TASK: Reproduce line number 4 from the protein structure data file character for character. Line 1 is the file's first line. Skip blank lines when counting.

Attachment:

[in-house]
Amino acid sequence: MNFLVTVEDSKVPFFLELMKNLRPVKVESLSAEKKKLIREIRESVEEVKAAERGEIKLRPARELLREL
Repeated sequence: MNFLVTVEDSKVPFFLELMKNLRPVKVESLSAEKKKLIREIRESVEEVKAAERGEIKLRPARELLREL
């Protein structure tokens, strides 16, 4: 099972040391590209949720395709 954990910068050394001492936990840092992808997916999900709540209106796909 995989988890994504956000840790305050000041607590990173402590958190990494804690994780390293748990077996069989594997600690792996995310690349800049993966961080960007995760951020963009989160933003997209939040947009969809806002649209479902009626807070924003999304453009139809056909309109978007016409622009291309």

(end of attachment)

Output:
């Protein structure tokens, strides 16, 4: 099972040391590209949720395709 954990910068050394001492936990840092992808997916999900709540209106796909 995989988890994504956000840790305050000041607590990173402590958190990494804690994780390293748990077996069989594997600690792996995310690349800049993966961080960007995760951020963009989160933003997209939040947009969809806002649209479902009626807070924003999304453009139809056909309109978007016409622009291309």